MN: All that brings to mind Servais Pinckaers’s distinction between the freedom of excellence and the freedom of indifference. We are stuck in a culture of freedom of indifference, a kind of freedom that is indifferent to any larger reality. The freedom of excellence, on the other hand, relates to what we are called to do. Pinckaers gives the great example of the piano. If I go and bang on the piano and do whatever I want, I never come to the freedom to play the piano. I only come to the freedom to play the piano when I come to understand the piano.
When people believe they are self-created and that possibilities are endless, they are ultimately left confused and empty. If we don’t help them to see that there is a created order in which they participate, rather than an order they create, the Gospel can’t come through to them.
MShea: I wonder if we could speak for a moment to the question of the divided life. Some of the work we do with virtuous leadership in our school of business at the University of Mary touches on it, and “Vocation of the Business Leader,” the Vatican document you were involved in publishing, speaks of the divided life and the serious error behind it. I first heard you talk about it roughly a decade ago, and I’m sure you had thought about it prior to that. I wonder if you might offer some insights as to whether the problem has changed over time. We’ve already discussed difficulties facing the generation of college students today. Has the problem of the divided life gotten better or worse, or has it changed in any appreciable way, since you’ve started thinking about it?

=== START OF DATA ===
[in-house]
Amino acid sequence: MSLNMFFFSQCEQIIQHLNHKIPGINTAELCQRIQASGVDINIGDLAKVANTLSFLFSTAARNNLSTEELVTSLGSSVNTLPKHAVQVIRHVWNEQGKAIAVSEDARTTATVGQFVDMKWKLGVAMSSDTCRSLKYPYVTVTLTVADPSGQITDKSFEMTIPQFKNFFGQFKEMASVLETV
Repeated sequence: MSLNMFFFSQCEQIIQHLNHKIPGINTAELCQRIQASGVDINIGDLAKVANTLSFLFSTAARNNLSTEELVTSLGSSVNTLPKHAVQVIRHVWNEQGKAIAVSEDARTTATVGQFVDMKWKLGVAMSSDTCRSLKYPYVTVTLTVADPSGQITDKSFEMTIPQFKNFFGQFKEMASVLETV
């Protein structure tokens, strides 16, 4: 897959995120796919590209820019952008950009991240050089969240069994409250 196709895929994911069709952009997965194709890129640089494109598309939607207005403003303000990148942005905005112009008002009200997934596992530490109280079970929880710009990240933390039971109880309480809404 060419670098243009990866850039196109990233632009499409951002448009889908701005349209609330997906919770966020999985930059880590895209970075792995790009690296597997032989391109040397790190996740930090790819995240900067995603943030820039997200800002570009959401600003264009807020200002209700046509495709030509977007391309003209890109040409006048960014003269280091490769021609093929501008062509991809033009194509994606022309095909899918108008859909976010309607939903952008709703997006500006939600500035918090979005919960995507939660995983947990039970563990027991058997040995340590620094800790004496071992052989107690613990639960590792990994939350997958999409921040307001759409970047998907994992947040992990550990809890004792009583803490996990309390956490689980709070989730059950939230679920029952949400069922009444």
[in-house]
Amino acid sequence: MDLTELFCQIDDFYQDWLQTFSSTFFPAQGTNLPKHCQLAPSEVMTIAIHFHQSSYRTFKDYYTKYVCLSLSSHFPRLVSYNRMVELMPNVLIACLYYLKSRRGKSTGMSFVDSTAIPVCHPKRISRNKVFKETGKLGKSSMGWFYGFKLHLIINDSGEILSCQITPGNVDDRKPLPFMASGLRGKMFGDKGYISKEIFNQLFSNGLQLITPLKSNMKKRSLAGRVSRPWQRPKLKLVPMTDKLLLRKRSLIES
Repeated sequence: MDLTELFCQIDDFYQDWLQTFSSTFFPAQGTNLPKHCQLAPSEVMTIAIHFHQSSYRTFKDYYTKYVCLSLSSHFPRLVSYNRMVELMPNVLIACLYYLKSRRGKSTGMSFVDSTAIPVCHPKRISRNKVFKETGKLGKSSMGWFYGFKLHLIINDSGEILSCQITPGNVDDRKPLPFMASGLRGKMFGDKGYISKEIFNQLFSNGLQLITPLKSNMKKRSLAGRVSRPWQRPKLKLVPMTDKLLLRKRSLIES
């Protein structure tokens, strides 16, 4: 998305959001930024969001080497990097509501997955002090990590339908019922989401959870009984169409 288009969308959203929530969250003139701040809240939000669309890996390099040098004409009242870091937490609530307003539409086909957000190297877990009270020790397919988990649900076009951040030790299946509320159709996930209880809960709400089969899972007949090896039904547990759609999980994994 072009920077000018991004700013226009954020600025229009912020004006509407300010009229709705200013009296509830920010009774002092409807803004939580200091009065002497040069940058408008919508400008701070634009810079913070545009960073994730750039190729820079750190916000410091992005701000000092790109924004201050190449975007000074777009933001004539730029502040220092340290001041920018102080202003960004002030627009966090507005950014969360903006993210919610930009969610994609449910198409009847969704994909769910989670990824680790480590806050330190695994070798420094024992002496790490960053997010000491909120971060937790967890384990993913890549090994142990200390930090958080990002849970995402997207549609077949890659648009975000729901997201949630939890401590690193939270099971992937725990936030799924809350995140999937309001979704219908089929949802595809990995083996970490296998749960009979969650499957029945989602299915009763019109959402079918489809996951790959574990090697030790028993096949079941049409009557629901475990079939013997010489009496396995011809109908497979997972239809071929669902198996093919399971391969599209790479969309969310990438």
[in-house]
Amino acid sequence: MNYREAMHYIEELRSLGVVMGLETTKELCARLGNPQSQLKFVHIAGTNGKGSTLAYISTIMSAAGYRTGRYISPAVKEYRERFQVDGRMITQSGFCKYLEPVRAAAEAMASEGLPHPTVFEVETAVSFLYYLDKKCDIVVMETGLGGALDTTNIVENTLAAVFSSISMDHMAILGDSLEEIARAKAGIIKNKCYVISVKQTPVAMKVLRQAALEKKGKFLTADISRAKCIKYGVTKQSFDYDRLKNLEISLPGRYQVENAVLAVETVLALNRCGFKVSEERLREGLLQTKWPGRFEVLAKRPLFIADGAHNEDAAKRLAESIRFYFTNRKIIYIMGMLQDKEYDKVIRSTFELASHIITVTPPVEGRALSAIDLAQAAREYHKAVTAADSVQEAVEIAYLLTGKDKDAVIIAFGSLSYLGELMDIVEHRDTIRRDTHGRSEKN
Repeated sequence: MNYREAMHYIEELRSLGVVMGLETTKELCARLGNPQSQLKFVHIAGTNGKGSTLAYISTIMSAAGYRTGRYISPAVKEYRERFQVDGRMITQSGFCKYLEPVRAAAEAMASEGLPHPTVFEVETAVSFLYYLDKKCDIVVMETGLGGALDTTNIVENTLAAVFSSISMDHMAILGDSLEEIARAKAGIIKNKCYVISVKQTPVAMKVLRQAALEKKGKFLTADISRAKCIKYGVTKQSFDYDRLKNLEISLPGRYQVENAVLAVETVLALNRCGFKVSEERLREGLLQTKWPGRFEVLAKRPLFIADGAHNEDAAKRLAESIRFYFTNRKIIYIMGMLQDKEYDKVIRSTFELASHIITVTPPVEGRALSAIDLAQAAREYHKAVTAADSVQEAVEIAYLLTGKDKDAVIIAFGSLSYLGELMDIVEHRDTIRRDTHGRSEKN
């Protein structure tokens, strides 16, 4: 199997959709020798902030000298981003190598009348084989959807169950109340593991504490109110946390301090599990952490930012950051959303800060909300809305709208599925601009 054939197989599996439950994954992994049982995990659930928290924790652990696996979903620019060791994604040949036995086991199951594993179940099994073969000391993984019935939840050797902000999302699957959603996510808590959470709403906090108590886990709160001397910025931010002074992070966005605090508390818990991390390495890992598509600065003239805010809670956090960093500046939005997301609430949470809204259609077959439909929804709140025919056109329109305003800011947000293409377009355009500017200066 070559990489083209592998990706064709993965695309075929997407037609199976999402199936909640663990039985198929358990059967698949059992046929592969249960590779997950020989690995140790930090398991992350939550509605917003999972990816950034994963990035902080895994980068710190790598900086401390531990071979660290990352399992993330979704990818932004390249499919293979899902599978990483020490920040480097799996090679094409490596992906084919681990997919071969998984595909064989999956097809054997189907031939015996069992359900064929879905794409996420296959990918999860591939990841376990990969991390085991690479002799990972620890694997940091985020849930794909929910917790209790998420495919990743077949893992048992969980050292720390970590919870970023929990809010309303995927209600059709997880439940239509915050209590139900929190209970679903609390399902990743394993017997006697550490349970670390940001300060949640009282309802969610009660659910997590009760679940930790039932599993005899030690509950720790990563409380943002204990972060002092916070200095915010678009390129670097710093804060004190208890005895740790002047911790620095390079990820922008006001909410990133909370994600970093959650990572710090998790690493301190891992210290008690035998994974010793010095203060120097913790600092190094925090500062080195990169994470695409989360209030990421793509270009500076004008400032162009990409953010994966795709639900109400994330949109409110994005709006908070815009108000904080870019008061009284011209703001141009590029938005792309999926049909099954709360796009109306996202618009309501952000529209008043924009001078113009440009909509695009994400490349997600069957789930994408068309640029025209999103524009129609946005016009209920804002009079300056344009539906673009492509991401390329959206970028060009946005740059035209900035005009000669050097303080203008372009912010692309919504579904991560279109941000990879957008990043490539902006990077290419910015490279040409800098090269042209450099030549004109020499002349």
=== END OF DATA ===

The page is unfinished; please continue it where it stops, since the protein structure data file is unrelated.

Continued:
MN: The first thing to be mindful of is what the divide is. I think the divide is between work and leisure, and I think that we have lost sight increasingly of what leisure can be about at its core, this idea of receiving. Because we are living in an increasingly technocratic culture, we are increasingly losing sight of a sense of leisure and a sense of receptivity. I think we are seeing more of that in younger people – but they yearn for it, they desire it. I teach a course on faith and work at St. Thomas, and in the next couple days, we will be exploring this question and our constant attachment to screens.